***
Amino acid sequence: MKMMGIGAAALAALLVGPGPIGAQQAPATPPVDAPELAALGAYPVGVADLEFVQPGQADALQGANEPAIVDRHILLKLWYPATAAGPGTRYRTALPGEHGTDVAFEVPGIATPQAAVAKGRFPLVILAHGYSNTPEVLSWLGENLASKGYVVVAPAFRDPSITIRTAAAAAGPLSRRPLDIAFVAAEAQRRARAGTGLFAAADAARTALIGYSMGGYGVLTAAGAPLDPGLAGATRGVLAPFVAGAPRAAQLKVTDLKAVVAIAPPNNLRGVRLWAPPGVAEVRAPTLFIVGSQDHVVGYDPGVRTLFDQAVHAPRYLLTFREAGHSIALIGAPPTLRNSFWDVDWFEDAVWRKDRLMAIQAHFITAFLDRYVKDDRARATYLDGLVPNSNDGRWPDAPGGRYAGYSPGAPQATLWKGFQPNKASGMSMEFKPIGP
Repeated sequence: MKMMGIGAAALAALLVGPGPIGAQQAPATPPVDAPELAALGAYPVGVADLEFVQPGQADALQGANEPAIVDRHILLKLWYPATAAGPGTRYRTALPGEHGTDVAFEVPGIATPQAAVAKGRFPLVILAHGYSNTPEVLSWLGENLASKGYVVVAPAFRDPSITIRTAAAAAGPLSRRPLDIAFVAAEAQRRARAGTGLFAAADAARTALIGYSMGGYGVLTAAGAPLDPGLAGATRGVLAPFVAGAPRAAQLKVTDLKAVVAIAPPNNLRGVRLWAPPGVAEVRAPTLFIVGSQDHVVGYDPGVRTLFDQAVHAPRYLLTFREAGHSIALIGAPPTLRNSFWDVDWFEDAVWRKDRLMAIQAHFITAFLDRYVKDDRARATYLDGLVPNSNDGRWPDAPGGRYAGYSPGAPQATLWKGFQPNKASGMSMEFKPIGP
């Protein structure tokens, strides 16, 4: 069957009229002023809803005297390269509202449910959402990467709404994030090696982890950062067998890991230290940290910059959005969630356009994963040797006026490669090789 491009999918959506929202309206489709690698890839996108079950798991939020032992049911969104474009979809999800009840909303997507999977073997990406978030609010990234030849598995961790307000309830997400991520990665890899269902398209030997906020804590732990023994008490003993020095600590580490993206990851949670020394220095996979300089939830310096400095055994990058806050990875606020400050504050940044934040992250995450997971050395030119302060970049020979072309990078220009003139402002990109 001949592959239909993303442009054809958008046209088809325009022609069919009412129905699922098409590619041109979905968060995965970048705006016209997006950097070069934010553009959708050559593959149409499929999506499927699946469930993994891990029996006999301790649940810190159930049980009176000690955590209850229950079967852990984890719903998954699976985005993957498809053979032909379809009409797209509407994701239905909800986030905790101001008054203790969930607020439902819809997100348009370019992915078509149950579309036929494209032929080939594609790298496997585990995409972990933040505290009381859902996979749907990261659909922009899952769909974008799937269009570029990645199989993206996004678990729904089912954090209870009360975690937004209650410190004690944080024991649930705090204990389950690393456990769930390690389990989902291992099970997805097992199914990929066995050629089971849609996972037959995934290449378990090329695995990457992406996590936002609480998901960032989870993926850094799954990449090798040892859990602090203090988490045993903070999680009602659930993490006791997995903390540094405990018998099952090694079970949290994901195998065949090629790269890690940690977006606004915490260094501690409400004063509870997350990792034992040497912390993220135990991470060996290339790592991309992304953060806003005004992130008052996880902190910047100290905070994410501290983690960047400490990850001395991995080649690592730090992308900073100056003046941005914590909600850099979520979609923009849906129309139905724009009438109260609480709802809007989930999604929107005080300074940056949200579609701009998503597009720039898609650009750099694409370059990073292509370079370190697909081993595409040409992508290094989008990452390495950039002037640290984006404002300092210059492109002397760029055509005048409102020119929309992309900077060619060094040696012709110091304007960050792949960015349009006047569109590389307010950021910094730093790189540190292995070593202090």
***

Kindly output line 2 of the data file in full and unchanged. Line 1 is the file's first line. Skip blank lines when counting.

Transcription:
Repeated sequence: MKMMGIGAAALAALLVGPGPIGAQQAPATPPVDAPELAALGAYPVGVADLEFVQPGQADALQGANEPAIVDRHILLKLWYPATAAGPGTRYRTALPGEHGTDVAFEVPGIATPQAAVAKGRFPLVILAHGYSNTPEVLSWLGENLASKGYVVVAPAFRDPSITIRTAAAAAGPLSRRPLDIAFVAAEAQRRARAGTGLFAAADAARTALIGYSMGGYGVLTAAGAPLDPGLAGATRGVLAPFVAGAPRAAQLKVTDLKAVVAIAPPNNLRGVRLWAPPGVAEVRAPTLFIVGSQDHVVGYDPGVRTLFDQAVHAPRYLLTFREAGHSIALIGAPPTLRNSFWDVDWFEDAVWRKDRLMAIQAHFITAFLDRYVKDDRARATYLDGLVPNSNDGRWPDAPGGRYAGYSPGAPQATLWKGFQPNKASGMSMEFKPIGP